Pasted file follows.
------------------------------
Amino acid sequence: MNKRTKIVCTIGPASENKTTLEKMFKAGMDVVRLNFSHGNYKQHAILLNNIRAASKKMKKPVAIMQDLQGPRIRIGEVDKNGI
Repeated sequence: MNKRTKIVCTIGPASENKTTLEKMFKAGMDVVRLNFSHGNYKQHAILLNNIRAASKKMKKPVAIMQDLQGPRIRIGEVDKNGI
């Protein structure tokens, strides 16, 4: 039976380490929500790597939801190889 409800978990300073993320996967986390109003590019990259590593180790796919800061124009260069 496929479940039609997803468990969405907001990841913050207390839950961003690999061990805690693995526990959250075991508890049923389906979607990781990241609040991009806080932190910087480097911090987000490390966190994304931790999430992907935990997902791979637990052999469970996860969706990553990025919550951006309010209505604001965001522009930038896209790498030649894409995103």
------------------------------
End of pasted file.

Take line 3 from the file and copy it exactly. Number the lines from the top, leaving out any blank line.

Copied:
């Protein structure tokens, strides 16, 4: 039976380490929500790597939801190889 409800978990300073993320996967986390109003590019990259590593180790796919800061124009260069 496929479940039609997803468990969405907001990841913050207390839950961003690999061990805690693995526990959250075991508890049923389906979607990781990241609040991009806080932190910087480097911090987000490390966190994304931790999430992907935990997902791979637990052999469970996860969706990553990025919550951006309010209505604001965001522009930038896209790498030649894409995103």